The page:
Pay attention to physical security. Our forensics lab requires a prox card and a registered fingerprint to enter. Entries into or out of the lab are video recorded. There is a dual authenticated safe in the lab for high profile cases. Only three of us have access to that safe. We have a security system with motion sensors – and the police will be summoned unless someone with authority quickly acknowledges an equipment problem or a mistake (such as arming the system when someone is still in the lab – and yes, of course that has happened). We have a human receptionist monitoring the front door – in addition to more surveillance cameras. The building itself is locked nights and weekends.
Pay attention to logical security. Our evidence is on standalone offline hard drives or on a NAS unit which has no Internet access. The local network in the forensics lab is dedicated to forensic usage, unconnected to our corporate network. There are software and hardware protections for the lab network as well.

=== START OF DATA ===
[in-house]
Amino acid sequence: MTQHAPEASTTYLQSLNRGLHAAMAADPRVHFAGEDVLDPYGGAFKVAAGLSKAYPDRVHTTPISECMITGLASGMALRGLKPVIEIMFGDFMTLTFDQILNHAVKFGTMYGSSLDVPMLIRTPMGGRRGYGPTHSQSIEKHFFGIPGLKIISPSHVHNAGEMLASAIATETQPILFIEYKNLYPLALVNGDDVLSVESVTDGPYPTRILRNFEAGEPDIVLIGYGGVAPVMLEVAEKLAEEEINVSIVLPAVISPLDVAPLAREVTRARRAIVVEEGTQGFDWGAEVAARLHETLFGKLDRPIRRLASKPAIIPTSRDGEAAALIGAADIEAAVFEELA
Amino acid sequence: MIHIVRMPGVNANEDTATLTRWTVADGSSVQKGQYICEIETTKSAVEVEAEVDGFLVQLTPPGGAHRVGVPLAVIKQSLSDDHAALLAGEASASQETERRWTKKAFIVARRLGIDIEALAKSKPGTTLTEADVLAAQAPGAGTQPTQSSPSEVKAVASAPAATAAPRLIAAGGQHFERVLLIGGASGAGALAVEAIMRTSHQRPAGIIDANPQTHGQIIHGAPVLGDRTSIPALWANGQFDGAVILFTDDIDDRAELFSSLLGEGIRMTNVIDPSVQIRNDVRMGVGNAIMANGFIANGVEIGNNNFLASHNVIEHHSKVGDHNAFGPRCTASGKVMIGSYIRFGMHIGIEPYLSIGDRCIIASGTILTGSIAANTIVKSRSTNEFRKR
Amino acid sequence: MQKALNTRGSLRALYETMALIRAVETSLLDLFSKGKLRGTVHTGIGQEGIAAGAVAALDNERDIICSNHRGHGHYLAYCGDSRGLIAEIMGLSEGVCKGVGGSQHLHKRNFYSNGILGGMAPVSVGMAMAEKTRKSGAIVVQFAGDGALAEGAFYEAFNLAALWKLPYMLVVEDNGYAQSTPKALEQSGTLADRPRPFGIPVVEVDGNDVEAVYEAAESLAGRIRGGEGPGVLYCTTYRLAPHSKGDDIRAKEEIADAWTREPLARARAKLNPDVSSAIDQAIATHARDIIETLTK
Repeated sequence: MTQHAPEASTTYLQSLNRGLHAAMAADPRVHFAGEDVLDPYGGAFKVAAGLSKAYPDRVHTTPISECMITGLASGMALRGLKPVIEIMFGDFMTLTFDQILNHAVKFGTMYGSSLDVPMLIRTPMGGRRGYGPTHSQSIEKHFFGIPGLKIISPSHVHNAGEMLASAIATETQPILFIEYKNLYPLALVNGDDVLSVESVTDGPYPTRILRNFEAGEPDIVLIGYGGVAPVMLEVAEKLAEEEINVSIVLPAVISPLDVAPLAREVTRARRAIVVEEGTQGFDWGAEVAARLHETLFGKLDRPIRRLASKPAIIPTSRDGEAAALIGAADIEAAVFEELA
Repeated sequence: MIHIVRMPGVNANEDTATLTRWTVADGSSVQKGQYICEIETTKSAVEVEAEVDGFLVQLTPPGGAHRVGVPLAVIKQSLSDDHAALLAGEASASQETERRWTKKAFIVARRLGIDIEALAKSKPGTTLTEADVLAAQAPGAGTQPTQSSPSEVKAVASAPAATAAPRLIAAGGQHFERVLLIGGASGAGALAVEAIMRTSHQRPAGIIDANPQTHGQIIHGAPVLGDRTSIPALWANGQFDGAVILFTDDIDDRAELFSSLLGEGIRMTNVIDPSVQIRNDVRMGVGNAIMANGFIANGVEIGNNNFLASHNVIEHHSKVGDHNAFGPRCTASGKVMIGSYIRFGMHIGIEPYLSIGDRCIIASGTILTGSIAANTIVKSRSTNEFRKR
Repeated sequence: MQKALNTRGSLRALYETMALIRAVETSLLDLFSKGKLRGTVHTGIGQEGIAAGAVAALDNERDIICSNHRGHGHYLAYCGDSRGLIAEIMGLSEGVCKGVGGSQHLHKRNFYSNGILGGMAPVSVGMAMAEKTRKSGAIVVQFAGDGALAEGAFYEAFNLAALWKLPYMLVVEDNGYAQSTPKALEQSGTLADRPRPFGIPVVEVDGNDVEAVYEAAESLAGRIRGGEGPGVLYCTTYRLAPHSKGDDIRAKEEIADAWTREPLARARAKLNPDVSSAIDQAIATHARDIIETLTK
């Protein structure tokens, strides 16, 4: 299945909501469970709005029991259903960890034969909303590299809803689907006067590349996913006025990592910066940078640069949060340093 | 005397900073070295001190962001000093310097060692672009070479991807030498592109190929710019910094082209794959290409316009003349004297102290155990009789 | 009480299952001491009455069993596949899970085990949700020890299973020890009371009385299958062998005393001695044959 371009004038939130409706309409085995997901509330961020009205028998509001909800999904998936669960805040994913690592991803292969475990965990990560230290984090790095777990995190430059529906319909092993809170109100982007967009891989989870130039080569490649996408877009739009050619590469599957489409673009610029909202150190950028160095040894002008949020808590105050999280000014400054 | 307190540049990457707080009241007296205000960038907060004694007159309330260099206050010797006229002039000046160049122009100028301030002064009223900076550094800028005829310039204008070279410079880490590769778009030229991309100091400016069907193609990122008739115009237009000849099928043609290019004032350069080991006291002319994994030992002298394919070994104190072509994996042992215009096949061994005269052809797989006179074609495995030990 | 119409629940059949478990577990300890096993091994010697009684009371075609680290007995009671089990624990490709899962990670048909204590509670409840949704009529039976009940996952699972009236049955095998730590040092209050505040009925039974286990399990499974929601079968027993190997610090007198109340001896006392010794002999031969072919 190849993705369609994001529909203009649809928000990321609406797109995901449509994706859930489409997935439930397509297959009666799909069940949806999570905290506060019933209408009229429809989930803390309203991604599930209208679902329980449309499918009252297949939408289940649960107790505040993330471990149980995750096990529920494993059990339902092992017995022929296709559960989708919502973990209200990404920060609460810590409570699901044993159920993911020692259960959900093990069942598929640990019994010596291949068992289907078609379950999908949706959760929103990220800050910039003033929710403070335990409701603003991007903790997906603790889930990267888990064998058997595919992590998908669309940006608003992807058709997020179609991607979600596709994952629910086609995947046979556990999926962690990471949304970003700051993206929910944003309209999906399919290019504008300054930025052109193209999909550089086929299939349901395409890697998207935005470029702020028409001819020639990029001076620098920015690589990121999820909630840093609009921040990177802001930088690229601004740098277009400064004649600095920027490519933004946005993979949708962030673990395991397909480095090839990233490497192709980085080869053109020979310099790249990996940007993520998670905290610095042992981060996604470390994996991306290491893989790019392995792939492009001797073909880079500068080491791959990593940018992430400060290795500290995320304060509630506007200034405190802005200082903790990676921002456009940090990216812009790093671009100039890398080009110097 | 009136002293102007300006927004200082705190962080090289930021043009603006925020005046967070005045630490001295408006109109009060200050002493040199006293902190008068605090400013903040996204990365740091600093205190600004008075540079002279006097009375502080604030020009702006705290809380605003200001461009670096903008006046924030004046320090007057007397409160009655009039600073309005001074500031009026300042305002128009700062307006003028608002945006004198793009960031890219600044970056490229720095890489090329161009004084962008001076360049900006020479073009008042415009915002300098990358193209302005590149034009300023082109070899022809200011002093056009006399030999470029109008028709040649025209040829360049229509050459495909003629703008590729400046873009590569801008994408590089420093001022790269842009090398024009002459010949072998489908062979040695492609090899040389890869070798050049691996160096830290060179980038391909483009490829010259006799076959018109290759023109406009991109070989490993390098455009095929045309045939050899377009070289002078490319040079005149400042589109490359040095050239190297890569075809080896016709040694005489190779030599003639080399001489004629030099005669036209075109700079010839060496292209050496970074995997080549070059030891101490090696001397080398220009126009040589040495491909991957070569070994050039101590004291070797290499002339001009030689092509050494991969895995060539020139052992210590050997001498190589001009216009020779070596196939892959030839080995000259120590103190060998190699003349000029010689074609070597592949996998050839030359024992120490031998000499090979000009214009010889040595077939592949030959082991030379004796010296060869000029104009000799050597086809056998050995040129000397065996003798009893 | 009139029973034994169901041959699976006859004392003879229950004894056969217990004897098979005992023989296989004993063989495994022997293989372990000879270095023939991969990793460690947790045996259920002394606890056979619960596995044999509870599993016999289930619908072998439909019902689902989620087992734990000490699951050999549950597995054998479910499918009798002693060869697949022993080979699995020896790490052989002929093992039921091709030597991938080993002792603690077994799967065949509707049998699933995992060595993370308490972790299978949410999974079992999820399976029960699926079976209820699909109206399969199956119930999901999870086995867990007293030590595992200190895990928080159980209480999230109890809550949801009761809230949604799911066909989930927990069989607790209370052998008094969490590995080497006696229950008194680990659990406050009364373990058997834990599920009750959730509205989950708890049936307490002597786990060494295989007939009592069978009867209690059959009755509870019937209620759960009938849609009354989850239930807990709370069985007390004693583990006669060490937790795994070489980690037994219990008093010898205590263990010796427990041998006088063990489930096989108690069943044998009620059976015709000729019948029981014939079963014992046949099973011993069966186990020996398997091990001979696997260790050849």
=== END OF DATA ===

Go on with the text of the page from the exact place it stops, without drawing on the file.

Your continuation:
Pay attention to production security. It is the way of the world that most of our productions, by the instructions of our clients, are made via Dropbox. It makes sense since it is instantly available though one must trust that authorized access is not given by the receiving party to anyone who shouldn't have it. All production files are encrypted using 7-Zip before being placed in Dropbox with the password given via phone or a separate e-mail (not the e-mail containing the Dropbox link). If a file is not so large that it cannot be accommodated by Mimecast's Large File Send, we may use that – the data is encrypted as part of the process.
If we use the old school method of shipping drives, they are always encrypted.
There may be more security measure that are not coming to mind, but those are the basics. And, of course, if there is a court order with specific mandates, that order must be strictly adhered to. Most of them, as noted in the article, do require specifics measures.
I was going to write this post anyway, but thanks to longtime RTL reader Sean Smith for nudging me to do it now!
E-mail: firstname.lastname@example.org Phone: 703-359-0700
Digital Forensics/Information Security/Information Technology